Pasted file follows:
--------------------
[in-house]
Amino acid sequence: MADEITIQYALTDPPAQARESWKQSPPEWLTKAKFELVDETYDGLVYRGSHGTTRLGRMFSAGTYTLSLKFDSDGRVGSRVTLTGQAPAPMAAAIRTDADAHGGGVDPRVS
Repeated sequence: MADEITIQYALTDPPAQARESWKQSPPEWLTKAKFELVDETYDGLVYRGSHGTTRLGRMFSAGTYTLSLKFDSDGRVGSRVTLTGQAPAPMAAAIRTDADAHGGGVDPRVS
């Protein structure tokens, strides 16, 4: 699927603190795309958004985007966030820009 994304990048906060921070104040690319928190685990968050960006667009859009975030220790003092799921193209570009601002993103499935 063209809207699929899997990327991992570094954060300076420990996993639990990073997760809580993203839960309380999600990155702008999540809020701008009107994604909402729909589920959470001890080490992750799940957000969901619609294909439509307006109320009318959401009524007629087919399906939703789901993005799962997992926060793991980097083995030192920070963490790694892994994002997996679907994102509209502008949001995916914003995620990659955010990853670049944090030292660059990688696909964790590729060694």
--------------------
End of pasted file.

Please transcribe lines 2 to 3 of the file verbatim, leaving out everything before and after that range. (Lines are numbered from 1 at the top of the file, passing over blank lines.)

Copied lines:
Amino acid sequence: MADEITIQYALTDPPAQARESWKQSPPEWLTKAKFELVDETYDGLVYRGSHGTTRLGRMFSAGTYTLSLKFDSDGRVGSRVTLTGQAPAPMAAAIRTDADAHGGGVDPRVS
Repeated sequence: MADEITIQYALTDPPAQARESWKQSPPEWLTKAKFELVDETYDGLVYRGSHGTTRLGRMFSAGTYTLSLKFDSDGRVGSRVTLTGQAPAPMAAAIRTDADAHGGGVDPRVS